The North's Top Peanut Growers
GroundCover™ Issue: 17
Top end tops in TOPCROP
The pioneering Inderbitzin family's diversified 'Swiss Farms' operation on remote Cape York Peninsula won the North Queensland Dryland section of the 1995-96 Peanut TOPCROP competition.
'Swiss Farms' has 900 hectares under cultivation at Lakeland, 300 km north of the Atherton Tableland. The major crops are maize and peanuts, plus dolichos lab lab, cowpea, navy beans, coffee and bananas (the only commercial plantation of this fruit in the area). Alios Inderbitzin and sons Peter and Tom also run dairy cows and grow macadamias on the Atherton Tableland.
"We usually have 300¬400 hectares under peanuts — although only 280 hectares last season, 70 hectares dryland — in a constant rotation with maize, year in, year out; we rotate the other legumes in the same way," Peter Inderbitzin said. "After dolichos or cowpea we try to grow maize and then follow that with peanuts."
"Dryland peanuts, from which the winning load came, average 5 t/ha." Mr Inderbitzen said the farm also gets "terrific results with maize, white and yellow, no dead grain and an average of 7.5 t/ha or a touch under last season, averaged across irrigated and non-irrigated paddocks".
Deep ploughing a factor
While Mr Inderbitzin says the consolidated benefits of the cropping rotation and a heavy fertiliser program have contributed much to success in the Peanut TOPCROP competition, deep ploughing was another major factor.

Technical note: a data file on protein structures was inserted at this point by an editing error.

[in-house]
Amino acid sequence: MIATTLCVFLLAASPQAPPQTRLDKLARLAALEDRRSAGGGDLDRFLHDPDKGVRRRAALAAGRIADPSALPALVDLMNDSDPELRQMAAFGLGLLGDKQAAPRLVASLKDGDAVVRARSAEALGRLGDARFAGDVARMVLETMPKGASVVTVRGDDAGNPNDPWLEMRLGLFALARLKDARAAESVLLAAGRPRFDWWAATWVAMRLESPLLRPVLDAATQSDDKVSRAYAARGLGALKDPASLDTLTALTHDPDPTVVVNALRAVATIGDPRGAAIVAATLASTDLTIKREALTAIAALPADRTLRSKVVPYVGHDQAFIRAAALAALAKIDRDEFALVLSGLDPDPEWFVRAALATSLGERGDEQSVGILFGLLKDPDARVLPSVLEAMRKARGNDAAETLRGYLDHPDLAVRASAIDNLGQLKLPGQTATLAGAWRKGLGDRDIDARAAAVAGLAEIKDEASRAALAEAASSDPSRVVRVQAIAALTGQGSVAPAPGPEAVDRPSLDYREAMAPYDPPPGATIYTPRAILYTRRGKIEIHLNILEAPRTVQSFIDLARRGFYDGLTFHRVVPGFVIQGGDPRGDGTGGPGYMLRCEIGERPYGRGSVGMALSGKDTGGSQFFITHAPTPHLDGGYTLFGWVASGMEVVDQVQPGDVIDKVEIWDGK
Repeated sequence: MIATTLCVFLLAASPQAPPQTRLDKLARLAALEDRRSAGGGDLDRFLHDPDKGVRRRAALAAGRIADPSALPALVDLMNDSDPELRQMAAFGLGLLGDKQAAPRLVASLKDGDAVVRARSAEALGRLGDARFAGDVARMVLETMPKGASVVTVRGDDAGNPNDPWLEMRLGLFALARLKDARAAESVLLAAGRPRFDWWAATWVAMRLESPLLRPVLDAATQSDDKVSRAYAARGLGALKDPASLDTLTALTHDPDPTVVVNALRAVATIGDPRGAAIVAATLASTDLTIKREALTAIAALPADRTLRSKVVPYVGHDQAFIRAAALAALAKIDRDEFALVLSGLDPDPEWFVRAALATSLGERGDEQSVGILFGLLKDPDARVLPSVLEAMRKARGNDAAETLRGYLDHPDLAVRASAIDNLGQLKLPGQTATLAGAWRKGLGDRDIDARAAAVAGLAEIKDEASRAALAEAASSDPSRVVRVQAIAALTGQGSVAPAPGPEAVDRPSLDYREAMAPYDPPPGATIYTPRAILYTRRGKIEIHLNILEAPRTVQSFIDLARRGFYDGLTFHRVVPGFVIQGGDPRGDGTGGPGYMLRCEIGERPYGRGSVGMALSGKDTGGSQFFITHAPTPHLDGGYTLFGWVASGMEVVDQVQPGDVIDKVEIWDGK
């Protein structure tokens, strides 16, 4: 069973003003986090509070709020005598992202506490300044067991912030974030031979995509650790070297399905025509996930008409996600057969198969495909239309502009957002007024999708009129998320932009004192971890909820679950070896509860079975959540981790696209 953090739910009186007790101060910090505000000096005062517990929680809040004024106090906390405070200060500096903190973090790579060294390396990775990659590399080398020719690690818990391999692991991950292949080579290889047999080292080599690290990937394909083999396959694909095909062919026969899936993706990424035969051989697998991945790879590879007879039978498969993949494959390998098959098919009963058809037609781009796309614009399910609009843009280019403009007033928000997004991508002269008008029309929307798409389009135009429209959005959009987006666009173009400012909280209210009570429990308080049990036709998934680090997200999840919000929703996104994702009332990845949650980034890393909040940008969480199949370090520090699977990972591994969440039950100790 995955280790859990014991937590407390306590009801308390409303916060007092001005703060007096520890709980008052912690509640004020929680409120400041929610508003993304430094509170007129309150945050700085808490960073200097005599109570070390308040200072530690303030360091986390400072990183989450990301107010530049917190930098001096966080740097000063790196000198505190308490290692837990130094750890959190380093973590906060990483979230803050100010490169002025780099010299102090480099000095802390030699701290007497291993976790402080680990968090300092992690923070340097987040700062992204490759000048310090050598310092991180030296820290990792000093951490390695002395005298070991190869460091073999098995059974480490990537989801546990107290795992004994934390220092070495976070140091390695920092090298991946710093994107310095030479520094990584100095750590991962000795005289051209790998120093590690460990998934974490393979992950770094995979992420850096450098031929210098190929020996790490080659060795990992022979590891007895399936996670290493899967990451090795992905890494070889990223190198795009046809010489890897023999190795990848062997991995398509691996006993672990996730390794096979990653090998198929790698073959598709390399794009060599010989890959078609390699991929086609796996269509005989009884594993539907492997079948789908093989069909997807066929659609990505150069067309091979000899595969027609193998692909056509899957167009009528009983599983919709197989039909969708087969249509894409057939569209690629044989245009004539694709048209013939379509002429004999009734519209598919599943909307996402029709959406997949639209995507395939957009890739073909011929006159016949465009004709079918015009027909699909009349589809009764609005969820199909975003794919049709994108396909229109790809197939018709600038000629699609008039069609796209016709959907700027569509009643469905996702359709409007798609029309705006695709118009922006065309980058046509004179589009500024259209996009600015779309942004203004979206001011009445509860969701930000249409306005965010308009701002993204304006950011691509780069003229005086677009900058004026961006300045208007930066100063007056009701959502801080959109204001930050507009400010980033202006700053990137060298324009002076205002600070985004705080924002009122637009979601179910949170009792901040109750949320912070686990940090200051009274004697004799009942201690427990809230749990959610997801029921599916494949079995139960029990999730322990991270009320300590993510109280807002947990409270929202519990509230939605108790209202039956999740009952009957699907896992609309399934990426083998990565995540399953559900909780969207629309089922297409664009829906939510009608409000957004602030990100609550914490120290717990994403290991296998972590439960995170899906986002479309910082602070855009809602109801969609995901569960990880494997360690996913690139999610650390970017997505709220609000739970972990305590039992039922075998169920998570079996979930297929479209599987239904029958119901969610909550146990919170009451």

"I believe our yields are being achieved because of a constant maize-peanut rotation over 10 years. But a big contributing factor was that we had ploughed all the peanut country — leaving a non-ploughed piece which yielded much less — and we won't grow any more peanuts without ploughing.
"We used a stump-jump, mouldboard plough made by Ovrum, of Holland, and reckon we got down 11 inches (275 mm); the first year paid for the plough three or four times over."
Mr Inderbitzin said the family's Lakeland cropping country had never been ploughed to any depth, previous practice being to chisel-plough and follow-up with offset discs, "a combination that sucks up a lot more moisture".
Last season 'Swiss Farms' grew NC7 and Southern Runner varieties of peanuts, the NC7 nuts bringing between $800 and $1000 a tonne last season and the Southern Runners $750-$800 a tonne.
In an isolated situation the Inderbitzins carry out all peanut operations themselves, threshing with an Amadas/ Hobbs machine.
'Swiss Farms' moved its cropping operations to Lakeland in 1985, deciding that land previously farmed with peanuts around Malanda, on the Atherton Tableland, was too steep for that crop but highly suitable for macadamias.
Lakeland's red volcanic country is very similar to the northern part of the Atherton Tableland, with a rainfall that "is supposed to be" 800 mm a year.